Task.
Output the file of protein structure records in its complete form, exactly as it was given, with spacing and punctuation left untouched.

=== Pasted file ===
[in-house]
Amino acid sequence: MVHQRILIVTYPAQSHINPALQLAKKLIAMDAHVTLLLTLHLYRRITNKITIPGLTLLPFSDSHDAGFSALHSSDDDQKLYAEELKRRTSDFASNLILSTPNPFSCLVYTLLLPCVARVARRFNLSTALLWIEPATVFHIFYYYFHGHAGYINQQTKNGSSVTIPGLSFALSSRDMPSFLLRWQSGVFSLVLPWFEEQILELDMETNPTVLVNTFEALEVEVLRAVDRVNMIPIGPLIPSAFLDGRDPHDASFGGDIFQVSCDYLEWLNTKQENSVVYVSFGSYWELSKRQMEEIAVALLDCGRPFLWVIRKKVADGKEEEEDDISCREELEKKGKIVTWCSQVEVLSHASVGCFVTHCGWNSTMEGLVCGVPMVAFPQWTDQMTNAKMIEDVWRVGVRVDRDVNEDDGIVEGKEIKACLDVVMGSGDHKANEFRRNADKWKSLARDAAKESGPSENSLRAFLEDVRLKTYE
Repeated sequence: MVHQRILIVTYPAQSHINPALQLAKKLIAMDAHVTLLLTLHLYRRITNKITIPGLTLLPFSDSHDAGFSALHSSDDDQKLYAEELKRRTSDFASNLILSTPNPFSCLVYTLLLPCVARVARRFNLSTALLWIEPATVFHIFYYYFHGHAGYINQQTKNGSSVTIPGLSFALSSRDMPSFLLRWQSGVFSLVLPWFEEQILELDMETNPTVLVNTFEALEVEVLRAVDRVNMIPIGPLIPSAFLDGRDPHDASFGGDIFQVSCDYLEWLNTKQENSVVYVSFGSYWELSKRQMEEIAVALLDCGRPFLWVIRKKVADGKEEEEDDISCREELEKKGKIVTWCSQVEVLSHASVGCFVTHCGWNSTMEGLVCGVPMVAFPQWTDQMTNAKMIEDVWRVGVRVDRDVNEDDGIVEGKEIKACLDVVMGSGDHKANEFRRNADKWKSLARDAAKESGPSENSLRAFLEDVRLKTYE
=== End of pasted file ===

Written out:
[in-house]
Amino acid sequence: MVHQRILIVTYPAQSHINPALQLAKKLIAMDAHVTLLLTLHLYRRITNKITIPGLTLLPFSDSHDAGFSALHSSDDDQKLYAEELKRRTSDFASNLILSTPNPFSCLVYTLLLPCVARVARRFNLSTALLWIEPATVFHIFYYYFHGHAGYINQQTKNGSSVTIPGLSFALSSRDMPSFLLRWQSGVFSLVLPWFEEQILELDMETNPTVLVNTFEALEVEVLRAVDRVNMIPIGPLIPSAFLDGRDPHDASFGGDIFQVSCDYLEWLNTKQENSVVYVSFGSYWELSKRQMEEIAVALLDCGRPFLWVIRKKVADGKEEEEDDISCREELEKKGKIVTWCSQVEVLSHASVGCFVTHCGWNSTMEGLVCGVPMVAFPQWTDQMTNAKMIEDVWRVGVRVDRDVNEDDGIVEGKEIKACLDVVMGSGDHKANEFRRNADKWKSLARDAAKESGPSENSLRAFLEDVRLKTYE
Repeated sequence: MVHQRILIVTYPAQSHINPALQLAKKLIAMDAHVTLLLTLHLYRRITNKITIPGLTLLPFSDSHDAGFSALHSSDDDQKLYAEELKRRTSDFASNLILSTPNPFSCLVYTLLLPCVARVARRFNLSTALLWIEPATVFHIFYYYFHGHAGYINQQTKNGSSVTIPGLSFALSSRDMPSFLLRWQSGVFSLVLPWFEEQILELDMETNPTVLVNTFEALEVEVLRAVDRVNMIPIGPLIPSAFLDGRDPHDASFGGDIFQVSCDYLEWLNTKQENSVVYVSFGSYWELSKRQMEEIAVALLDCGRPFLWVIRKKVADGKEEEEDDISCREELEKKGKIVTWCSQVEVLSHASVGCFVTHCGWNSTMEGLVCGVPMVAFPQWTDQMTNAKMIEDVWRVGVRVDRDVNEDDGIVEGKEIKACLDVVMGSGDHKANEFRRNADKWKSLARDAAKESGPSENSLRAFLEDVRLKTYE